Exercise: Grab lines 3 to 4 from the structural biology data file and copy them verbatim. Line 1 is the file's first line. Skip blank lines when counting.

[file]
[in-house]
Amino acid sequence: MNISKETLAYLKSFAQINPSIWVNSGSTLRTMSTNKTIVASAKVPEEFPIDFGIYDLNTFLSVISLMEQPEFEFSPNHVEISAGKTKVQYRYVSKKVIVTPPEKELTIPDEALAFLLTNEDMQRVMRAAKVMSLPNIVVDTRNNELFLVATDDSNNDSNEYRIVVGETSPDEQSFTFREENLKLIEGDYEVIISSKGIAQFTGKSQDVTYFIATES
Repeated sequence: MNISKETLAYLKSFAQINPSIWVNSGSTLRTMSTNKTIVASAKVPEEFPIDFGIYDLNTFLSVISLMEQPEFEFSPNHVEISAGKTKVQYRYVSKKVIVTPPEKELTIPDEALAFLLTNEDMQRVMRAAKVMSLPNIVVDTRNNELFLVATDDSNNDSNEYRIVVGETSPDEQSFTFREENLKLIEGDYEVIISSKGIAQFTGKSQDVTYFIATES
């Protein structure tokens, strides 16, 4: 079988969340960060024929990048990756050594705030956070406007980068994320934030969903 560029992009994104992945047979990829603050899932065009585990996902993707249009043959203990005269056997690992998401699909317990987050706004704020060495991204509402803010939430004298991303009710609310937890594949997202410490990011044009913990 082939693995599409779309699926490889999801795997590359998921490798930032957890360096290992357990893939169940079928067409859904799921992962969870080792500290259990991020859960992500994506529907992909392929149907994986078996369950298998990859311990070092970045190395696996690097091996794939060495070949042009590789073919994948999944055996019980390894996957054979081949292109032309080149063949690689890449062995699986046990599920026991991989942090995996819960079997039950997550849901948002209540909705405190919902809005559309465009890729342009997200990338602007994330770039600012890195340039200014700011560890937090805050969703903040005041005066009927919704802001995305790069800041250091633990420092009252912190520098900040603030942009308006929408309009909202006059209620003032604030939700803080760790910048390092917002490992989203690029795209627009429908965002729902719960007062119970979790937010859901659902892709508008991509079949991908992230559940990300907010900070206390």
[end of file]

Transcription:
Repeated sequence: MNISKETLAYLKSFAQINPSIWVNSGSTLRTMSTNKTIVASAKVPEEFPIDFGIYDLNTFLSVISLMEQPEFEFSPNHVEISAGKTKVQYRYVSKKVIVTPPEKELTIPDEALAFLLTNEDMQRVMRAAKVMSLPNIVVDTRNNELFLVATDDSNNDSNEYRIVVGETSPDEQSFTFREENLKLIEGDYEVIISSKGIAQFTGKSQDVTYFIATES
């Protein structure tokens, strides 16, 4: 079988969340960060024929990048990756050594705030956070406007980068994320934030969903 560029992009994104992945047979990829603050899932065009585990996902993707249009043959203990005269056997690992998401699909317990987050706004704020060495991204509402803010939430004298991303009710609310937890594949997202410490990011044009913990 082939693995599409779309699926490889999801795997590359998921490798930032957890360096290992357990893939169940079928067409859904799921992962969870080792500290259990991020859960992500994506529907992909392929149907994986078996369950298998990859311990070092970045190395696996690097091996794939060495070949042009590789073919994948999944055996019980390894996957054979081949292109032309080149063949690689890449062995699986046990599920026991991989942090995996819960079997039950997550849901948002209540909705405190919902809005559309465009890729342009997200990338602007994330770039600012890195340039200014700011560890937090805050969703903040005041005066009927919704802001995305790069800041250091633990420092009252912190520098900040603030942009308006929408309009909202006059209620003032604030939700803080760790910048390092917002490992989203690029795209627009429908965002729902719960007062119970979790937010859901659902892709508008991509079949991908992230559940990300907010900070206390």